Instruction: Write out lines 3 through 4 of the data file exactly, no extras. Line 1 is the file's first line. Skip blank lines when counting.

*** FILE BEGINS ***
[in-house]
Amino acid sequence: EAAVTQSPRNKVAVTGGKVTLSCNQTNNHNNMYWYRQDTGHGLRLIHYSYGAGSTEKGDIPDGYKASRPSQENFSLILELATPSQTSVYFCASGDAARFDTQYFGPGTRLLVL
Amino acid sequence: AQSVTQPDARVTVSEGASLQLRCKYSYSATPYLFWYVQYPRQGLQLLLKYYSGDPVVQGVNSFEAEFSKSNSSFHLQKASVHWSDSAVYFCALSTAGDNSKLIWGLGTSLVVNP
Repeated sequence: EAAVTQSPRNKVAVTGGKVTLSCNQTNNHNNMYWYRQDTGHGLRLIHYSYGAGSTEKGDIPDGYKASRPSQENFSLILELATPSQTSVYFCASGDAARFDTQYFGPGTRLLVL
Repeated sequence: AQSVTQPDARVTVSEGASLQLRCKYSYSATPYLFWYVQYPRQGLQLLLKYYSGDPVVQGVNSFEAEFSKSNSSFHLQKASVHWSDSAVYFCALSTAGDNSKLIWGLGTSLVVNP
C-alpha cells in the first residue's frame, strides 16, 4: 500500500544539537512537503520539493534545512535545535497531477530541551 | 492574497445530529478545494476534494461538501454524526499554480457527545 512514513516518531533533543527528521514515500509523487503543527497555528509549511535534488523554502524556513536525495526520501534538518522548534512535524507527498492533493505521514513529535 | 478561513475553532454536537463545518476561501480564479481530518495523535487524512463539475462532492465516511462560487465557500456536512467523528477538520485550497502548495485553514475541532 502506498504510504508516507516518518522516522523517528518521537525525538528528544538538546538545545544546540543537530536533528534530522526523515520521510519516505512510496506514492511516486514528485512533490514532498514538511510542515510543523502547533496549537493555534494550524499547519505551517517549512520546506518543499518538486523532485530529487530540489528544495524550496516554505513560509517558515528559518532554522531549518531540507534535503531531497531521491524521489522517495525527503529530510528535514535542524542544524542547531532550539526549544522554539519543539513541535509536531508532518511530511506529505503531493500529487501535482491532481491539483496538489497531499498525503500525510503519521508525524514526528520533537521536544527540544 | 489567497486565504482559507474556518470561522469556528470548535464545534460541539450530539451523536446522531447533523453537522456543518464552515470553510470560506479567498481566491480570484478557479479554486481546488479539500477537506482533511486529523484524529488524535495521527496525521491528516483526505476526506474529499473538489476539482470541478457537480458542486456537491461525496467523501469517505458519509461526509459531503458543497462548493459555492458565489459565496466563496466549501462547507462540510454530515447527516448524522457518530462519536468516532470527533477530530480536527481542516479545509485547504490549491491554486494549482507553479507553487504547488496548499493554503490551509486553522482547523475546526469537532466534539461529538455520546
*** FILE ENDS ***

Amino acid sequence: AQSVTQPDARVTVSEGASLQLRCKYSYSATPYLFWYVQYPRQGLQLLLKYYSGDPVVQGVNSFEAEFSKSNSSFHLQKASVHWSDSAVYFCALSTAGDNSKLIWGLGTSLVVNP
Repeated sequence: EAAVTQSPRNKVAVTGGKVTLSCNQTNNHNNMYWYRQDTGHGLRLIHYSYGAGSTEKGDIPDGYKASRPSQENFSLILELATPSQTSVYFCASGDAARFDTQYFGPGTRLLVL